This Peruvian black-and-white film, directed by Melina Leon, who also wrote it with Michael J. White, feels schematically predictable on paper. It presents the all too common tragedy of an indigenous woman who is cheated by a nameless, criminal entity that represents contemporary capitalism — ruthless exploitation by any other name. And though the visual production is meant to evoke a feeling of timelessness, the plot exerts a strong sense of the year in which it is set, 1988.
Georgina (Pamela Mendoza) sells potatoes on the streets of Lima, though she lives in a shack on the edge of town, thus compelling her and her husband to walk a long distance with their wares, even though she is visibly pregnant. One day she hears over a radio loudspeaker an offer for free prenatal care, and checks it out. A van takes her to a clinic in a different part of the city, where she is given a health check and told to come back when she thinks she is going into labor. She does, but after delivering her baby she is placed in another room and told that her child had some complications and was taken to a hospital. She objects and is turned away. When she returns later, the clinic has vanished, and the police say they know nothing about it.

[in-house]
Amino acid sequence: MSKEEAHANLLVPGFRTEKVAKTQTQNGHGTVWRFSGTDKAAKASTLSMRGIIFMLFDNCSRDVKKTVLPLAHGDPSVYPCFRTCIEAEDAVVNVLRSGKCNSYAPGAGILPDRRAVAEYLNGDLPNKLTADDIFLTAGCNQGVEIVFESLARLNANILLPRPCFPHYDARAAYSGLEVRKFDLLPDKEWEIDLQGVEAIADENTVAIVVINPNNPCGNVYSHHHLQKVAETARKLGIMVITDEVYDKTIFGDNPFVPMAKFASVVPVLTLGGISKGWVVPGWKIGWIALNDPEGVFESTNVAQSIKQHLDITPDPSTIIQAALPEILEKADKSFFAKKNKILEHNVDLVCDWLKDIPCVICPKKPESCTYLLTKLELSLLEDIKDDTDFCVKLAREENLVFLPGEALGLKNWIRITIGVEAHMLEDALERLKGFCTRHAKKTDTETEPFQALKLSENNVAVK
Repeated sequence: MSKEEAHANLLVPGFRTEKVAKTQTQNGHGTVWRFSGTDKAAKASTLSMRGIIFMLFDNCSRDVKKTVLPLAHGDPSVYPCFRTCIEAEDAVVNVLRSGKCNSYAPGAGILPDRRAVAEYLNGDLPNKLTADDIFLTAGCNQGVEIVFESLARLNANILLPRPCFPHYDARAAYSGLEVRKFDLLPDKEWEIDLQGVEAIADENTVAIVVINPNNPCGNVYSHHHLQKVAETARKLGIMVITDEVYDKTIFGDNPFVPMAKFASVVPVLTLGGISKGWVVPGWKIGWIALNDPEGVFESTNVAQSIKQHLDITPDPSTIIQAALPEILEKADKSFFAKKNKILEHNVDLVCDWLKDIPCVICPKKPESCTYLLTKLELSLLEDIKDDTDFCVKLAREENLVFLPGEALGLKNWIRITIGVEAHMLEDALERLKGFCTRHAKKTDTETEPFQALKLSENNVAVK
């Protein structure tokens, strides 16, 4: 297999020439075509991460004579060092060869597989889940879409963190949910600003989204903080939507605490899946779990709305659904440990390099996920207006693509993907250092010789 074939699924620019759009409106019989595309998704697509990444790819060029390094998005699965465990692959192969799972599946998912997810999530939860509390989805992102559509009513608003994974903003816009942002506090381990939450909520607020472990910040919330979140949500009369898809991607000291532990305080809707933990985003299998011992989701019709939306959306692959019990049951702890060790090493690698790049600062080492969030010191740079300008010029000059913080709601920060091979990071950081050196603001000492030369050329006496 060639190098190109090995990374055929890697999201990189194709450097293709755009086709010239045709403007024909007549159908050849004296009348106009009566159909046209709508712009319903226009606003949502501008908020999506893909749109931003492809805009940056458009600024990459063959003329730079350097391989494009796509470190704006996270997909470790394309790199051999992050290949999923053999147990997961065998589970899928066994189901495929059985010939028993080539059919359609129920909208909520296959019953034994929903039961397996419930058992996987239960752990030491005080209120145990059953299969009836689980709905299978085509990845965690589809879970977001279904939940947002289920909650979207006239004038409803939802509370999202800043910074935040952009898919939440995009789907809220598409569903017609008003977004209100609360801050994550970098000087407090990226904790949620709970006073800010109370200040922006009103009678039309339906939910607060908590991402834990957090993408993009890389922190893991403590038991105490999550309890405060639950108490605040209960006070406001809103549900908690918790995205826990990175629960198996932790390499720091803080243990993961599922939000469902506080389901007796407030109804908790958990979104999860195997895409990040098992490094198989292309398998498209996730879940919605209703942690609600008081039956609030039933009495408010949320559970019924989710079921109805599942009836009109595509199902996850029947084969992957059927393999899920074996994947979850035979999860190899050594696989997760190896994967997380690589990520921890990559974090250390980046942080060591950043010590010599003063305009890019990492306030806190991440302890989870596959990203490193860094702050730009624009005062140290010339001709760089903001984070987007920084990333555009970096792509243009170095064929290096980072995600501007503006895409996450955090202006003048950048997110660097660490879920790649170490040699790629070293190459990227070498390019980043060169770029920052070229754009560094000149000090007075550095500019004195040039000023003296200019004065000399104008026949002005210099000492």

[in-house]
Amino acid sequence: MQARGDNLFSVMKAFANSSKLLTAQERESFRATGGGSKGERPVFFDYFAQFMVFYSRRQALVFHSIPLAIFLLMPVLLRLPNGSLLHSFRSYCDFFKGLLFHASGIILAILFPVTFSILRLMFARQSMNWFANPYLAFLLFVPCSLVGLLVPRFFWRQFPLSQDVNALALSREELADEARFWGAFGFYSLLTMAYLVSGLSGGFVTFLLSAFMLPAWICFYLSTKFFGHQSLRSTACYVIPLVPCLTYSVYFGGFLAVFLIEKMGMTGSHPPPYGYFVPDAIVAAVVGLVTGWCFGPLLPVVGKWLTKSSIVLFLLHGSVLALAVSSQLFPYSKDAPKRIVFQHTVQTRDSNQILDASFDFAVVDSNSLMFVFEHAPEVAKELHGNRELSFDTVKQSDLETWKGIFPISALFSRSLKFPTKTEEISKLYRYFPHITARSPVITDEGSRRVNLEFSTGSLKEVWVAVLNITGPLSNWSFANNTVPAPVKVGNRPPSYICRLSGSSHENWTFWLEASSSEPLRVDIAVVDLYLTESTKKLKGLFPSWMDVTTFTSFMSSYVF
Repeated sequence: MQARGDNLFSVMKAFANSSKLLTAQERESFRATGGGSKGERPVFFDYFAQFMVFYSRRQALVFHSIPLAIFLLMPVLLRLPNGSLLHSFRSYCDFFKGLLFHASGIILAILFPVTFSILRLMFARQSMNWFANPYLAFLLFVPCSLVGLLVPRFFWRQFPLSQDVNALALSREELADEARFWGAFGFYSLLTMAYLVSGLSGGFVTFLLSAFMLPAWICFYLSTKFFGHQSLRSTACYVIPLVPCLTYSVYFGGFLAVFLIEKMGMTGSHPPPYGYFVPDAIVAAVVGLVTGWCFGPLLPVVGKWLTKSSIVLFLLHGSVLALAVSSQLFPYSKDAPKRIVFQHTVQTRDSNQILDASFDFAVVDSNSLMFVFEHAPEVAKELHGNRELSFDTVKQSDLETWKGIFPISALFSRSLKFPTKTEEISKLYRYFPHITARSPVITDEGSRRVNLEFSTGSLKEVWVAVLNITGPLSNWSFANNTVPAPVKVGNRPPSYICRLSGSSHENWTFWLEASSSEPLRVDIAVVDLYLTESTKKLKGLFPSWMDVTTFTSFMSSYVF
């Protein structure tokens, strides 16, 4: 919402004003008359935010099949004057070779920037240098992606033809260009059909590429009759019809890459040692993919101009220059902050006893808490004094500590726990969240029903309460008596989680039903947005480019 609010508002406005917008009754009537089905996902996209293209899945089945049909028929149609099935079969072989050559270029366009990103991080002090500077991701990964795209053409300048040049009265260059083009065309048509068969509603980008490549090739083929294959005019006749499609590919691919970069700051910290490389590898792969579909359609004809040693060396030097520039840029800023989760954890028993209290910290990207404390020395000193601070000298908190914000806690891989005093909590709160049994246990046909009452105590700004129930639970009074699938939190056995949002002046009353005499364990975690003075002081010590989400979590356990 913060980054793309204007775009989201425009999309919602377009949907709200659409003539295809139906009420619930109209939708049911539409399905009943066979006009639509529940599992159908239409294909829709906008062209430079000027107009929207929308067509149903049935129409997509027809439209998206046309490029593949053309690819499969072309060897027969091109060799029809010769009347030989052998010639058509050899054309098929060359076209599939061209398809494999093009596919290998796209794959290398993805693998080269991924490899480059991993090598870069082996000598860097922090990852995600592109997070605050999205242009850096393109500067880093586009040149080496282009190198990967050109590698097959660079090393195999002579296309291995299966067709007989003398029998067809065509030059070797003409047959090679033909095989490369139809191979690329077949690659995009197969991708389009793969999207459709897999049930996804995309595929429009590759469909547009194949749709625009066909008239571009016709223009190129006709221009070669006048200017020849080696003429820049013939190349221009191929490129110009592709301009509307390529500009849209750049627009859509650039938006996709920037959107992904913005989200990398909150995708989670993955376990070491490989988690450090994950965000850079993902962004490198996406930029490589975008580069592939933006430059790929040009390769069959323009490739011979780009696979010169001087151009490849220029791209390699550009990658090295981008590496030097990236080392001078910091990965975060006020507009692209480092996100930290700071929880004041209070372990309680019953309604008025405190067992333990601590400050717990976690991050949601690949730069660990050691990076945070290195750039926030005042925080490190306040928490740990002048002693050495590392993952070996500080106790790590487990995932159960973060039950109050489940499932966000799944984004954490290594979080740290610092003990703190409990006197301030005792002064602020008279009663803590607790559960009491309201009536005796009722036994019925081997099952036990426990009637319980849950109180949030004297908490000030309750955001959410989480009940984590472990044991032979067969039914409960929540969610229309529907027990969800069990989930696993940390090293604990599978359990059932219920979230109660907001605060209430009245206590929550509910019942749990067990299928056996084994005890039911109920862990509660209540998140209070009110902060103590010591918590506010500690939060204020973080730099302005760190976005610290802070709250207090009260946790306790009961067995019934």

At this point, which is early in the film, the viewer already sees the degradation that Georgina lives with, and while her despair is heart-rending, it also feels eerily familiar, which has something to do with the viewer’s expectation for such a movie, meaning the viewer’s expectations when thinking about a woman like Georgina. But then Leon throws in a ringer: Pedro (Tommy Parraga), a journalist who listens to Georgina’s tale when his colleagues won’t and sees not only a story that needs to be told, but a means of making his own life meaningful. Pedro is a closeted gay man who has recently, reluctantly embarked on a love affair with an artist. At first, however, he tries to convince a colleague to cover Georgina’s tale, since Pedro himself is in the middle of an investigative report about a paramilitary death squad. The viewer’s interest then goes beyond the usual lurid fixation with the lot of the poor. The possibility of a thriller pulls us in.
But that isn’t Leon’s game, though the investigation does proceed at a certain pace. Leon is too honest a storyteller to sensationalize the story beyond its power to make us angry and sad. Both Georgina and Pedro have lives to live, even as their minds are occupied with the investigation, and as Pedro’s romance stumbles along in an atmosphere of fear and self-doubt, Georgina still does whatever she needs just to survive. The effect is both disorienting and terribly depressing. Most of us can’t handle the genuine drama of quotidian life as an outsider.
In Spanish and Quechua. Now playing in Tokyo at Euro Space Shibuya (03-3461-0211).
Song Without a Name home page in Japanese
photo (c) Luxbox-Cancion Sin Nombre